Penguin Random House Creative Writing Awards is a wonderful program that presents scholarships to NYC high school seniors.
Since 1994, more than two million dollars have been awarded to students and their schools by Random House, and now Penguin Random House, through this awards competition.
Congratulations to this year’s first place winners:
- Katelyn Sasson of Edward R. Murrow High School for Poetry;
- Jason Lallijee of Townsend Harris High School for Fiction & Drama;
- Roberta Nin Feliz of Manhattan Center for Sciences and Mathematics forMemoir;
- David Ortiz of Marta Valle High School for Graphic Novel;
- and Devin Johnson of Thomas A. Edison Career Technical High School, the recipient of the $10,000 Maya Angelou Scholarship Award for Spoken Word Poetry.
Read more about the awards here.
The 2015 National Book Award winners were announced last evening. Today we celebrate the winners and the finalists, all of whom wrote groundbreaking, touching, beautiful books.
Johnson: Because I research a lot, the surprising joy of discovery is always central to my writing. I love to fashion entire worlds in my stories—these I try to adorn with details gleaned from the real world and the emotions of life lived. In researching the title story, for example, I was both troubled and inspired to hear North Korean defectors describe the regime-sponsored crimes they had to participate in. It wasn’t until I’d delivered hundreds of UPS packages in the Louisiana heat that I knew where my character in “Hurricanes Anonymous” would sleep that night. And it’s not until you descend to the lower levels of a Stasi prison that you begin to understand what must exist at the heart of a story like “George Orwell Was a Friend of Mine.”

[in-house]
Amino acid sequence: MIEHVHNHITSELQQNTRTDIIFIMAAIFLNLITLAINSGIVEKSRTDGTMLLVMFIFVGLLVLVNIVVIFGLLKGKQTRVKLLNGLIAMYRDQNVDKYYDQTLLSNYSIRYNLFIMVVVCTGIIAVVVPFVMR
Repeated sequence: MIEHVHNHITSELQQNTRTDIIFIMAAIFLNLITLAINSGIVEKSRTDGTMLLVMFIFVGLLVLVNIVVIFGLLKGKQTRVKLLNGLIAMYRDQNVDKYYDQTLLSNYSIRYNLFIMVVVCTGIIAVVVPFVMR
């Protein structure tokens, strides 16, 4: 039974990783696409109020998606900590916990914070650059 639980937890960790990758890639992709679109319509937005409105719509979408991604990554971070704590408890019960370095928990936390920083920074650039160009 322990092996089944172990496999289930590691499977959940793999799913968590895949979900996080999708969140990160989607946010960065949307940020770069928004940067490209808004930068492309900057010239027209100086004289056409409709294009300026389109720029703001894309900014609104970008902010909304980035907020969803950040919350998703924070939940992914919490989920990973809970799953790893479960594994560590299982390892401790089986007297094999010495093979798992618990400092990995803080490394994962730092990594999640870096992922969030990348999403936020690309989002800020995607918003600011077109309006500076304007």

Start reading an excerpt here.
Coates: I discovered how hard it was to make the abstract into the something visceral. My goal was to take numbers and stats and make people feel them with actual stories. It was to take scholarship and make it literature.
“Robin Coste Lewis’s electrifying collection is a triptych that begins and ends with lyric poems considering the roles desire and race play in the construction of the self. The central panel is the title poem, “Voyage of the Sable Venus,” a riveting narrative made up entirely of titles of artworks from ancient times to the present—titles that feature or in some way comment on the black female figure in Western art. Bracketed by Lewis’s autobiographical poems, “Voyage” is a tender and shocking study of the fragmentary mysteries of stereotype, as it juxtaposes our names for things with what we actually see and know” – National Book Foundation
Be sure to check out the winning books below, and discover your next award-winning read!